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The Acholi Divide: Ownership and Outrage

The ongoing privatization of government land in the Acholi Sub-region, amounting to over 45,000 hectares, has sparked a debate on land rights and the transparency of such processes. The Ministry of Lands’ report uncovers that private individuals have acquired extensive areas totaling more than 158,100 hectares through leasehold and freehold titles, a situation that raises concerns about the potential misuse of public resources.

From 1968 to 2023, there have been 213 titles issued on government land, covering 158,175.98 hectares. Notably, 113 of these titles are freehold, spanning 45,244.53 hectares, and 100 are leasehold, covering 112,913.45 hectares. Prof Jack Nyeko Penmogi, the acting chair of the Uganda Land Commission, has emphasized that the law prohibits freehold ownership on public land, suggesting that such titles may be subject to cancellation upon review.

The distribution of titles across the region, with Gulu District holding a significant number of government land titles, contrasts sharply with Agago District’s minimal five titles. This disparity highlights the need for a closer examination of land distribution practices and their alignment with national development goals.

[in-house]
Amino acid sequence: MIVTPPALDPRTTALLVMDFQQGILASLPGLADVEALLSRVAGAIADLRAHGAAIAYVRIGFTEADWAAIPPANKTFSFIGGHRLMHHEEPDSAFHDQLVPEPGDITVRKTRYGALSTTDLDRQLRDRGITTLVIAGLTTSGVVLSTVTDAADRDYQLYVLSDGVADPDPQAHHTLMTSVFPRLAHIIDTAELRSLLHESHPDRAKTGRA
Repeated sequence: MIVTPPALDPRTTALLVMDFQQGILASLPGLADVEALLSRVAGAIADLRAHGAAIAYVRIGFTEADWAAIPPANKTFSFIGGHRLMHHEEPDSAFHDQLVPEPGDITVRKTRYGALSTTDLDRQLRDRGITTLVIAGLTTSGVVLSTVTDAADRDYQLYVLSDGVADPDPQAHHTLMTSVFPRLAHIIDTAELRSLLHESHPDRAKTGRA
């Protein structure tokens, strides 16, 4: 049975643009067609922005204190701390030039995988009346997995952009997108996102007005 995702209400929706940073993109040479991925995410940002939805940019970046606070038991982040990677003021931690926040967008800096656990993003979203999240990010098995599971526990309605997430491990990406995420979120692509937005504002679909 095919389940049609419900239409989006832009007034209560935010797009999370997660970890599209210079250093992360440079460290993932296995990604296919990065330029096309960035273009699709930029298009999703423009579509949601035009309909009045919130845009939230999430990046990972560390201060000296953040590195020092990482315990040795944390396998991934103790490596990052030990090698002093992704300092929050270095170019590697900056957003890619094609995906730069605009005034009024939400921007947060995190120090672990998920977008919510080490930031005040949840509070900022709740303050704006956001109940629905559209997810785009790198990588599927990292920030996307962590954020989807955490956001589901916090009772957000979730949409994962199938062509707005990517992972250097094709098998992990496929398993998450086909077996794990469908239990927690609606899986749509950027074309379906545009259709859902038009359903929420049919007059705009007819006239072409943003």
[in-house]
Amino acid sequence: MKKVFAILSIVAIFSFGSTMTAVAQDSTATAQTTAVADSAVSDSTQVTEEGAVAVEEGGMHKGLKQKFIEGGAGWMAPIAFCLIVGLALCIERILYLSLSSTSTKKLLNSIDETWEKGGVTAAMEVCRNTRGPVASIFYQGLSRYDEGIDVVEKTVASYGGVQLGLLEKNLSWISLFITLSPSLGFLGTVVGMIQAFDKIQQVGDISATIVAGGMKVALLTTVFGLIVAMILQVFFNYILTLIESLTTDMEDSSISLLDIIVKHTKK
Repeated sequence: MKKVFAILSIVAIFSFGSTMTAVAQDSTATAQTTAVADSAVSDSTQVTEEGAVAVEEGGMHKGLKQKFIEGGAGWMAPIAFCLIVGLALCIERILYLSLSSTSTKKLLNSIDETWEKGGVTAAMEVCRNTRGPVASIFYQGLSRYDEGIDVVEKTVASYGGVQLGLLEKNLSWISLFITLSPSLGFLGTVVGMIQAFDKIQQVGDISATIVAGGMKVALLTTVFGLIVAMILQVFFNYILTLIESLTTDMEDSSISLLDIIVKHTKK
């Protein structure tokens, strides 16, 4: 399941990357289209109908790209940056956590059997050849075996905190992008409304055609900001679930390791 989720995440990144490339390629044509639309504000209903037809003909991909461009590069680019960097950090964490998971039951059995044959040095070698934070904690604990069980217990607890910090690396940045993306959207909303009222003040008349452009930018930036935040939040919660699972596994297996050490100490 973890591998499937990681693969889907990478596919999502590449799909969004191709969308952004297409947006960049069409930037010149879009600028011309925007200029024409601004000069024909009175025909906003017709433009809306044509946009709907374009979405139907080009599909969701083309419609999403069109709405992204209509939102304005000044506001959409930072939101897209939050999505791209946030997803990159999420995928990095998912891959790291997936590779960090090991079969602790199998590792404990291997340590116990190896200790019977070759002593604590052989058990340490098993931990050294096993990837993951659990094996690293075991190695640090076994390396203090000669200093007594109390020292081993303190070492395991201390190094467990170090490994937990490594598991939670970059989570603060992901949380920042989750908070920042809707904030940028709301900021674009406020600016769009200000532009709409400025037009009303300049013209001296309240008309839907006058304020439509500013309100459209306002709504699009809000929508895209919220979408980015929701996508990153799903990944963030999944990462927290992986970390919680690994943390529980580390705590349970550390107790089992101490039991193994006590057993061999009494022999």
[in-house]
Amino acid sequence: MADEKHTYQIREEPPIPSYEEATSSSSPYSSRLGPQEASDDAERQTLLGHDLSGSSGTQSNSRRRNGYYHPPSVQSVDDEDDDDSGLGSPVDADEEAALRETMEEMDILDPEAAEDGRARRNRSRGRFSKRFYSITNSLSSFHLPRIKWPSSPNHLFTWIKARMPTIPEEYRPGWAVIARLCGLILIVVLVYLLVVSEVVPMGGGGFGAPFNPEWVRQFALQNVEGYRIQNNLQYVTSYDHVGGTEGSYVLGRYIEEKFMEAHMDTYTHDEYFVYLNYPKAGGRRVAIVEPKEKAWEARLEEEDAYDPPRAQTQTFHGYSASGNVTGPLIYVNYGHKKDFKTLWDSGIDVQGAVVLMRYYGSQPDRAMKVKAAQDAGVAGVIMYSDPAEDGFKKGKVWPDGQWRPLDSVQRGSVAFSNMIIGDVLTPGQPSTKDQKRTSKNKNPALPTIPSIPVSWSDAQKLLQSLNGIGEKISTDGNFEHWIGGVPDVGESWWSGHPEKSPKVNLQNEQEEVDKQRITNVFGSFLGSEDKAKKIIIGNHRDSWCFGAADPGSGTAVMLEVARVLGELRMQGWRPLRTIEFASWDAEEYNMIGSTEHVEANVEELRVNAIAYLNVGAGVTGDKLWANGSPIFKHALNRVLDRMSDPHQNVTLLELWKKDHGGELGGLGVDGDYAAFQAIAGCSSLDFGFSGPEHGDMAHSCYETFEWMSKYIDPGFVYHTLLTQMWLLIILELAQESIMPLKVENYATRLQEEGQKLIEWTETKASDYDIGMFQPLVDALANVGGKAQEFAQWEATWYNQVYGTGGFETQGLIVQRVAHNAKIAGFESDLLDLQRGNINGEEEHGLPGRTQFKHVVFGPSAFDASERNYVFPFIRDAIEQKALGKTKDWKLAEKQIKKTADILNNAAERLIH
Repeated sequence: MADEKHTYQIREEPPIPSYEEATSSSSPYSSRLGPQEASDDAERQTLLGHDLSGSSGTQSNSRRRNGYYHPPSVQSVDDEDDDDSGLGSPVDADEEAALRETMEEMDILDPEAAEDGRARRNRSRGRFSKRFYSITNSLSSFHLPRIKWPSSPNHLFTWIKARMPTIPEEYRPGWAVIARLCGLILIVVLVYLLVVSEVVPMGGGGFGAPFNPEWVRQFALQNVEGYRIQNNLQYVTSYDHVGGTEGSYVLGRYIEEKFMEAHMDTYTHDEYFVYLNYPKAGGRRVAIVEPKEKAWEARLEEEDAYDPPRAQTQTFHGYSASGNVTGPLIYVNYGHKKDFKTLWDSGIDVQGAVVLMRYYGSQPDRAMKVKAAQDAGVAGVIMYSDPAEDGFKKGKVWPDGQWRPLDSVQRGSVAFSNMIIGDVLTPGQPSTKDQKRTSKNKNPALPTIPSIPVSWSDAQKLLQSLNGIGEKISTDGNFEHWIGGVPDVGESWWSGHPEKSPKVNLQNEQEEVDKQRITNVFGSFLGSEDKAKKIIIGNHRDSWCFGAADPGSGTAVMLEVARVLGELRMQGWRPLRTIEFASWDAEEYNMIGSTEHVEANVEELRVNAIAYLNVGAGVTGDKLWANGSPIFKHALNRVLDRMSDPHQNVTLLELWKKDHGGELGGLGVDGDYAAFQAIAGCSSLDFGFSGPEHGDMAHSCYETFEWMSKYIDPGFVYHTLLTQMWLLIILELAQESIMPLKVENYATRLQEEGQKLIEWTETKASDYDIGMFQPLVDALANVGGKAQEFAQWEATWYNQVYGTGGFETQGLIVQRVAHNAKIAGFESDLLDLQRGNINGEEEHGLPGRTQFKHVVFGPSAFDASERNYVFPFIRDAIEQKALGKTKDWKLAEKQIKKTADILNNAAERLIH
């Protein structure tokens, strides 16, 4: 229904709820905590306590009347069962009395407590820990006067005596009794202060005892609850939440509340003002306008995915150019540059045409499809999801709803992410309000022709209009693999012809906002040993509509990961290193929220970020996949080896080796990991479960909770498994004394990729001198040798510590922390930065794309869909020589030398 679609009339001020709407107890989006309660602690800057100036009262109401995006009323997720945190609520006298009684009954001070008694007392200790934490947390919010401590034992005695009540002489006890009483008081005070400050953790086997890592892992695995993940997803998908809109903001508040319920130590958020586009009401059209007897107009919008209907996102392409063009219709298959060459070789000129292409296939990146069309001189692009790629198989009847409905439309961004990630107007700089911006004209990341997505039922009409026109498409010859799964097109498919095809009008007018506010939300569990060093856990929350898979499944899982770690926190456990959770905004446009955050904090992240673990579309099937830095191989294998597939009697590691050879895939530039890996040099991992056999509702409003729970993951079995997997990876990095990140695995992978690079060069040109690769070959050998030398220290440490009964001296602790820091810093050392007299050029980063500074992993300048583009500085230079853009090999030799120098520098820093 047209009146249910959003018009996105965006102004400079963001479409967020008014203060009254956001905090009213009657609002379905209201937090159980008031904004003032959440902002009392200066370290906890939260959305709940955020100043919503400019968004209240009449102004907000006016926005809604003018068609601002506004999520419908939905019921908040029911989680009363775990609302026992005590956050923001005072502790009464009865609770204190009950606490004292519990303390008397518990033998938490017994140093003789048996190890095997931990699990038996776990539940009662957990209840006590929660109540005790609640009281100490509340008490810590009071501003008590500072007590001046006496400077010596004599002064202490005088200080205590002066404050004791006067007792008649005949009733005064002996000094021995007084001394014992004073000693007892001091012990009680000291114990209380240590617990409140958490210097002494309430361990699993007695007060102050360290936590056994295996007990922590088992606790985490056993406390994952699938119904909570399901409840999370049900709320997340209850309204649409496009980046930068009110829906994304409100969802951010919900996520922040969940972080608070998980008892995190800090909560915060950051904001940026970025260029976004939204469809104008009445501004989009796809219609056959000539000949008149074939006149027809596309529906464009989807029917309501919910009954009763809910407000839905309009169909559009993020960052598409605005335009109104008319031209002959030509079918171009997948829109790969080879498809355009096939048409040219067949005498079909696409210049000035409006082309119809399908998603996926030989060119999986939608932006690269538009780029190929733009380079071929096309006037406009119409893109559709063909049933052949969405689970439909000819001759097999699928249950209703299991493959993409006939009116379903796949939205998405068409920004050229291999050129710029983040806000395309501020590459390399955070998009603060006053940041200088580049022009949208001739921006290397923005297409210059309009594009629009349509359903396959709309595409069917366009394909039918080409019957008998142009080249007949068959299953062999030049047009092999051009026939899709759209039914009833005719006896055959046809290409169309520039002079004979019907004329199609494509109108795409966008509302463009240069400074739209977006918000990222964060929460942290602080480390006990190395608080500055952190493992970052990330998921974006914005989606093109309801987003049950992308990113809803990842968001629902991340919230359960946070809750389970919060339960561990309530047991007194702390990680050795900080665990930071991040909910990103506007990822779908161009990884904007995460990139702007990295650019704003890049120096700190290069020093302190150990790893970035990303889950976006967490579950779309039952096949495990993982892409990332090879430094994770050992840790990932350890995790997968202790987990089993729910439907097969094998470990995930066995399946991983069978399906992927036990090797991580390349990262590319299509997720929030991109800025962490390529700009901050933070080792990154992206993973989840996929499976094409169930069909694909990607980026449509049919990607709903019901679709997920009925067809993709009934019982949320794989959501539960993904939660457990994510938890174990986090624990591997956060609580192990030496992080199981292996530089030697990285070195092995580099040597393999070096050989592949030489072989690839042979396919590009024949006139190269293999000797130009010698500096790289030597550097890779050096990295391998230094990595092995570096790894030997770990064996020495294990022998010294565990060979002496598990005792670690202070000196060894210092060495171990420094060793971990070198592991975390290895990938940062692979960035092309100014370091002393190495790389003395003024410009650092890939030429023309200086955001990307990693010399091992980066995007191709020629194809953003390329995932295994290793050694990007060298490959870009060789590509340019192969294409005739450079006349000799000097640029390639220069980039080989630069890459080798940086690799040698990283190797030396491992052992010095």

In the broader context, the Acholi Sub-region’s eight districts, which cover a land mass of 2.8 million hectares, have seen the processing of 5,494 land titles by the Ministry of Lands. Of these, 2,075 are freehold, and 3,419 are leasehold, indicating a preference for leasehold arrangements that may reflect a strategic approach to land management.

The situation is further complicated by reports from Mr. Otinga Otto Atuka, the deputy paramount chief of the Acholi chiefdom, regarding complaints from residents about threats from the National Forestry Authority and the National Environment Management Authority. The case of settlers in Pabbo Sub-county’s forest reserve, who are now claiming ownership and seeking land titles, highlights the challenges of reconciling post-conflict land claims with environmental conservation efforts.

This complex scenario underscores the importance of establishing clear, equitable, and sustainable land policies that can address the needs of all stakeholders, particularly in regions recovering from conflict and striving for economic development.


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